Providing high quality mental health services is important to us, and our priority is to improve access to local mental health services.
For children and young people, in 2016-17, we introduced a number of schemes aimed at reducing stigma and supporting schools to recognise early signs of mental health issues. These pilots paved the way for the countywide Good Mental Health campaign to raise awareness of issues around mental health and wellbeing in people aged 25 and under, and increase understanding among parents. This campaign is continuing into 2018.
We have commissioned the Mind and Body Programme which has been working in schools and the community across all Kent since April 2016 for children at risk/actively self-harm. Young people identified as benefitting from the programme attend a combination of one-to-one assessments and interviews and therapeutic group work sessions. The Mind and Body programme outcomes demonstrate that 81% of the young people seen experienced a decrease over time in self-harm thoughts or did not think about self-harm at all whilst they engaged in the programme; 91% of the young people experienced a decrease over time in self-harm actions or did not engage in taking action at all whilst they engaged in the programme; 73% of young people experienced an increase in mental wellbeing.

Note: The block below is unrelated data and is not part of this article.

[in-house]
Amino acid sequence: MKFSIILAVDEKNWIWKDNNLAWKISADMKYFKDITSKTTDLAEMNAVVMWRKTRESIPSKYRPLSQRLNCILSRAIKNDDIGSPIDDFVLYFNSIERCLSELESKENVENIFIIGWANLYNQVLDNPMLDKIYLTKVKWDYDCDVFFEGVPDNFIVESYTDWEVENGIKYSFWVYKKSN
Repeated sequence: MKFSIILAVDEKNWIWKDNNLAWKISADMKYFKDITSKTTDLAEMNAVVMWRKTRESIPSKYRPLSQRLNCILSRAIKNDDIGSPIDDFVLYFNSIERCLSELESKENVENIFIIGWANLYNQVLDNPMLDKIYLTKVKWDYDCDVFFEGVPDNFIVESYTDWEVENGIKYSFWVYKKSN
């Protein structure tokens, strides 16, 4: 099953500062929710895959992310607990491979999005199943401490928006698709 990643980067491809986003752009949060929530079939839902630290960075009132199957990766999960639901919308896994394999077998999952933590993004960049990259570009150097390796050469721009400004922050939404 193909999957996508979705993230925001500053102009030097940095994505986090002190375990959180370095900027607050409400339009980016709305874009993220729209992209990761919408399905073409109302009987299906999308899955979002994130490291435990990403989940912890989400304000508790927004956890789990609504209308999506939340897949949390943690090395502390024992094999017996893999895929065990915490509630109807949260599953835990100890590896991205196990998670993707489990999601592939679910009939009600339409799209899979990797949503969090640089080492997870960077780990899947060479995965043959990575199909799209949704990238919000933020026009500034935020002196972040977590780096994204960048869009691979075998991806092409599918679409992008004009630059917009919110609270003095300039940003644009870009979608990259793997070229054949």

A Family Practitioner works with parents and carers around self-harm and how best to support young people and their mental health.
We completed a review of the support we offer for people with eating disorders and undertook a procurement process for an all-age dedicated eating disorder team, which started in September 2017.
In 2016, we were pleased with the success of the suicide prevention behaviour change campaign called Release the Pressure. This was delivered across Kent and consisted of radio and internet advertising, as well as posters in service station toilets, pubs and on buses, encouraging those who are feeling under pressure to call a 24/7 helpline.
West Kent Mind has been commissioned to deliver free suicide and prevention awareness training across the county to anyone who lives or works in Kent.
We are committed to working with colleagues across the county to deliver against our Kent and Medway Suicide Prevention Strategy for adults and children, working closely with the two local authorities, public health, CCG colleagues, British Transport Police, Kent Police, GPs, Canterbury Christ Church University, Kent and Medway NHS and Social Care Partnership (KMPT), North East London Foundation Trust (NELFT), Kent Community Health Foundation Trust (KCHFT), Mind, Kent County Council (KCC), Porchlight, Shaw Trust, the acute trusts, Kent Fire and Rescue Service, NHS England, Samaritans and Network Rail. Partners are carrying out several pieces of work together including awareness campaigns, workforce training, research, and pilots in the community to support those at risk.